The past weekend may’ve been the hottest of the year so far (at least here in the UK), but you and I know the truth: winter is here. With any dreams of spring still a few weeks away, let’s revel in the final moments we’ll be spending with our favourite inhabitants of Westeros — the first two episodes certainly did.
Also this month: Sky Atlantic’s Thrones companion shows, the third and final season of Deadwood, and more of the best of The Twilight Zone.
Game of Thrones Season 8 Episodes 1-2
The final season of HBO’s fantasy epic began with its last two regular-length episodes (the remainder are each a feature-length 80 minutes, give or take), but they stand alongside the epics still to come as a kind of two-parter. Both episodes are set in the quiet before the storm(s) to come, with pieces being moved into place and everyone preparing themselves for what they assume is the endgame: a battle with the army of the dead. Of course, as outside observers we know the battle can’t be the end — there are whole characters and plot threads that will be left unresolved, whatever the outcome of the battle, and up to three (extra long) episodes to resolve them in. But such considerations are for future episodes; I mean, for one thing, next week’s big battle episode is likely to have a huge impact on who’s left standing, which will in itself indicate what ways forward remain possible.
Anyway, back to the episodes we’ve already seen. The first, Winterfell, does the usual Game of Thrones season premiere thing of setting the scene: reminding us where everyone stands, and moving pieces into place ready for the season to come. But this is more than just a glorified “previously on”, with some important plot developments of its own, not to mention long-awaited reunions. In the former camp, the big’un is obviously Jon Snow finding out his true parentage. Well, to an extent: this isn’t news to the audience (even if you didn’t deduce it years ago, we were explicitly told about it last season… which aired, er, years ago), and while it clearly has an impact on Jon’s feelings about himself and his family, its effects on the plot won’t happen until more people hear about it.
More exciting were the reunions. Jon and Arya may’ve been the objective headliner, but my personal favourite was Sansa and Tyrion. With everything else that’s gone down since, I’d practically forgotten that they were once married, but the facts of their relationship and what’s happened to them since, particularly Sansa, made for an electric scene. Indeed, Sansa interacting with anyone is pretty fantastic at this point. She was such a damp squib in early seasons, and, frankly, I wasn’t convinced by Sophie Turner’s acting chops back then either, but recently she’s become a decided force to be reckoned with. Her scenes facing down with Dany are a case in point, not least their heart-to-heart in episode two. Another reunion highlight was Arya and the Hound, another unlikely but memorable pairing who get the short but sweet scene they deserve. Arya reunited with Gendry too, of course, and in the second episode she really united with him. Well, I’ll leave the furore around that to Twitter (but if you want to know what I think, this thread is pretty on the money).
I’ve already slipped into discussing A Knight of the Seven Kingdoms, perhaps supporting my point that this is a two-parter in separate episodes’ clothing. Here we get more reunions, rehashes, and revelations. I mean, sure, Jaime arrives in Winterfell at the end of the previous episode, but it’s here that the meaning of that really plays out, with his trial-like scene before people he has wronged — and one he saved — before his one-on-one with the boy he pushed out of a tower all those years ago. In fact, if there’s one thing that does keep these two episodes distinct, it’s how much the season premiere mirrors the series premiere (i.e. season one episode one, Winter is Coming) — check out the image in this tweet for some of them.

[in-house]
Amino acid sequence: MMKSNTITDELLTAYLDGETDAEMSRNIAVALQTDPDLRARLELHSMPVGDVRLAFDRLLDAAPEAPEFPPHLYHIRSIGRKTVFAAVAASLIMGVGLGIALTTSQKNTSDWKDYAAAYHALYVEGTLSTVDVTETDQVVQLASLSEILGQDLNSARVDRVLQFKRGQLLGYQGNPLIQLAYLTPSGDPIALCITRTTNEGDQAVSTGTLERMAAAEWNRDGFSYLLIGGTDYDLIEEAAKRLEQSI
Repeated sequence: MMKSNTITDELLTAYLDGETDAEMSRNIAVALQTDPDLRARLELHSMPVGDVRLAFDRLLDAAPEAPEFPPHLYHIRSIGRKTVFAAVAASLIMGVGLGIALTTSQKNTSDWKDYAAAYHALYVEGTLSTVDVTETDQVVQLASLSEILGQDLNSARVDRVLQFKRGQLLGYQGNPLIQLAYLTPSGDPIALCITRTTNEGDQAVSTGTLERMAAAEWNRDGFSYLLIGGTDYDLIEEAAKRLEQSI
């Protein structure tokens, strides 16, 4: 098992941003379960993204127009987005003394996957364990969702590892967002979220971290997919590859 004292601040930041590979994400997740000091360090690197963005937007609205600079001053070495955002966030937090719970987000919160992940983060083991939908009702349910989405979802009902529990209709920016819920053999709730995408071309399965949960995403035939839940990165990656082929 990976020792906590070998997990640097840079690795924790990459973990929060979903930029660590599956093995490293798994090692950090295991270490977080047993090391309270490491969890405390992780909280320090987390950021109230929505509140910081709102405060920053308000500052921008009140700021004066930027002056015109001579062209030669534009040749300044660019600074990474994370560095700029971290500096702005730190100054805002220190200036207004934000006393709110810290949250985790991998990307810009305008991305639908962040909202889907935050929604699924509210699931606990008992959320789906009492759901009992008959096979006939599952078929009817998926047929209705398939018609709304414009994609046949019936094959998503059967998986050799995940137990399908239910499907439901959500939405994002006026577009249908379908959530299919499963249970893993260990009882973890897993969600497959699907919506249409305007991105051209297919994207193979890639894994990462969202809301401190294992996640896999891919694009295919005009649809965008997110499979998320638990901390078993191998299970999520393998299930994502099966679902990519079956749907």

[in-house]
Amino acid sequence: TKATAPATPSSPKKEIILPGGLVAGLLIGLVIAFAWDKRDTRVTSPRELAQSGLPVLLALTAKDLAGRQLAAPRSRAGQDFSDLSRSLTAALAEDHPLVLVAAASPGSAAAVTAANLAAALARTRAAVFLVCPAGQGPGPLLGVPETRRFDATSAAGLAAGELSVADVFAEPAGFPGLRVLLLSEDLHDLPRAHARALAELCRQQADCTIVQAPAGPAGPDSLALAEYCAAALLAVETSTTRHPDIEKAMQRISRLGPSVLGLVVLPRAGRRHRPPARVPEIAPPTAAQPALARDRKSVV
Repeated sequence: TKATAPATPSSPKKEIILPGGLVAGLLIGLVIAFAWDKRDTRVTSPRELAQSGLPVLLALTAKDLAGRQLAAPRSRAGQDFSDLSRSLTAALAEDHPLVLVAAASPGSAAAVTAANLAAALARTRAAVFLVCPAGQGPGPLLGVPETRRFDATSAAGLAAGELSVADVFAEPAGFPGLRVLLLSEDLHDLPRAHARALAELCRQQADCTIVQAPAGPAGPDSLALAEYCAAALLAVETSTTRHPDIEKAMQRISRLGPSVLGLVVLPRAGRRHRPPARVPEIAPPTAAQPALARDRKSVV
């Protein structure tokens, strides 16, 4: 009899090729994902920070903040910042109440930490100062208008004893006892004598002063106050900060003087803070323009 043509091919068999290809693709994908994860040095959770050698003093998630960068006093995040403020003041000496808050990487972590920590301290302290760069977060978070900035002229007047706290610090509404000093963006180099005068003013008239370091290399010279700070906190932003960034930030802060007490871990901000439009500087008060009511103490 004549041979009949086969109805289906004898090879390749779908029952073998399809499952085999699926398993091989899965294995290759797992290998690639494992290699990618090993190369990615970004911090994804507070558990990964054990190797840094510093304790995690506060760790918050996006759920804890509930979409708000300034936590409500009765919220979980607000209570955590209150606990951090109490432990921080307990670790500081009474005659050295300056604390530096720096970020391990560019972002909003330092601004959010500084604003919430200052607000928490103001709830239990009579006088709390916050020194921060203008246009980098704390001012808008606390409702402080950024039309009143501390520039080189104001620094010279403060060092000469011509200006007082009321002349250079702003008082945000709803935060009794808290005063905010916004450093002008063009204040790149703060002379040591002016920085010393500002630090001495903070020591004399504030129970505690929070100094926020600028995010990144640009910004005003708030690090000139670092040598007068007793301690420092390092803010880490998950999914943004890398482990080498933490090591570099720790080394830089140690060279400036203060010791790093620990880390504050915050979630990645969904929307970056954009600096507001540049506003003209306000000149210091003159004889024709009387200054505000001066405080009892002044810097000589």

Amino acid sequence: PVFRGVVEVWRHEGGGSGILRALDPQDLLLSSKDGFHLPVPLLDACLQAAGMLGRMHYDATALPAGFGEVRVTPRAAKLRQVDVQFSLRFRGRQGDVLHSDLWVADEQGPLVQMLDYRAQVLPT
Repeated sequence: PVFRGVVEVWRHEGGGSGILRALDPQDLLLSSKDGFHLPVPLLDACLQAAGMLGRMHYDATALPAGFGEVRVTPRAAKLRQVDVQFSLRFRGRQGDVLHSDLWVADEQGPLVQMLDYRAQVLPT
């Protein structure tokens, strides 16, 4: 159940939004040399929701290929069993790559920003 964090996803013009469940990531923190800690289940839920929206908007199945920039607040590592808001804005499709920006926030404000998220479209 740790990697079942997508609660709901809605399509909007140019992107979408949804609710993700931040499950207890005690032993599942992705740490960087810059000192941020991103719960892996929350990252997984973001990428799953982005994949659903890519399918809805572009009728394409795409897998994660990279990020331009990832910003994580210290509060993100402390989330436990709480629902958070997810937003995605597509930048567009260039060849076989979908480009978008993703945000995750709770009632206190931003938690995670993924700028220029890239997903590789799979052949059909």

What the second episode really represented was some kind of… not reward, exactly, but certainly benefit, or acknowledgement, for those who’ve become invested in these characters over the many years we’ve spent with them (or, if you’ve only caught up recently, many bingeing hours). It was a chance to just hang out with some favourites, and for some of them to achieve long-awaited dreams. Yes, obviously I’m talking about Jaime knighting Brienne. I guess if you’re not invested in these characters then some of these scenes feel like so much padding (“get on with the fighting!”), but for most fans this is a possibly final chance to revel in their favourites — after all, surely a significant number are for the chop when the fighting begins…
Thronecast Specials + Series 8 Episodes 1-2
If you live outside the UK or watch Thrones via, er, other means, I guess you won’t know this: it’s UK broadcaster Sky Atlantic’s Game of Thrones aftershow — you know, one of those things where people connected to the show and sundry minor celebrities sit on a sofa and chat about the episode we’ve just seen. I’ve never watched it before because I’m normally one of those people who watches Thrones via, er, other means, and it rarely crops up on those, but I’ve had access for the first couple of episodes and, well, so far I’m not impressed. In the first episode, host Sue Perkins gamely struggled with guests seemingly dead set on chatting about anything other than what her questions asked, while the second felt like she was trying to get blood from three particularly reticent stones. The format’s not really at fault, but the guest booker might be… The Twitter reaction to these episodes suggests the show used to be better, so maybe they’ll re-find their mojo for the coming four episodes.